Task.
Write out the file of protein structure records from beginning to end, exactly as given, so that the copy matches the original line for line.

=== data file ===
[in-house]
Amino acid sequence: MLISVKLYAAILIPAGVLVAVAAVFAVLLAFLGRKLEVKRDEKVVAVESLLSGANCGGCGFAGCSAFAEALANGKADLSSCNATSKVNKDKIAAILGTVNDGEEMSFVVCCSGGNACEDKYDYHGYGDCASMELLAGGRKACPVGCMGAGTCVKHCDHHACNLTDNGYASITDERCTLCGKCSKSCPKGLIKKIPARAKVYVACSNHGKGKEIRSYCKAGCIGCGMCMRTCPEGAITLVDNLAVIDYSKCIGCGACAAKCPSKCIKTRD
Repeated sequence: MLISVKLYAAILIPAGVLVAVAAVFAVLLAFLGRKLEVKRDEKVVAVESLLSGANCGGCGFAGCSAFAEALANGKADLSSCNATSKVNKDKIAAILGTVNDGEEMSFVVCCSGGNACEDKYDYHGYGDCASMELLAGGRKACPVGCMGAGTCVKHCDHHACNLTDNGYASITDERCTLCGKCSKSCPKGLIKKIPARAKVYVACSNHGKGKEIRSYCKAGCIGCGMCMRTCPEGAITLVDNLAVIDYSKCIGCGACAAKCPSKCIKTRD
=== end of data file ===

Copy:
[in-house]
Amino acid sequence: MLISVKLYAAILIPAGVLVAVAAVFAVLLAFLGRKLEVKRDEKVVAVESLLSGANCGGCGFAGCSAFAEALANGKADLSSCNATSKVNKDKIAAILGTVNDGEEMSFVVCCSGGNACEDKYDYHGYGDCASMELLAGGRKACPVGCMGAGTCVKHCDHHACNLTDNGYASITDERCTLCGKCSKSCPKGLIKKIPARAKVYVACSNHGKGKEIRSYCKAGCIGCGMCMRTCPEGAITLVDNLAVIDYSKCIGCGACAAKCPSKCIKTRD
Repeated sequence: MLISVKLYAAILIPAGVLVAVAAVFAVLLAFLGRKLEVKRDEKVVAVESLLSGANCGGCGFAGCSAFAEALANGKADLSSCNATSKVNKDKIAAILGTVNDGEEMSFVVCCSGGNACEDKYDYHGYGDCASMELLAGGRKACPVGCMGAGTCVKHCDHHACNLTDNGYASITDERCTLCGKCSKSCPKGLIKKIPARAKVYVACSNHGKGKEIRSYCKAGCIGCGMCMRTCPEGAITLVDNLAVIDYSKCIGCGACAAKCPSKCIKTRD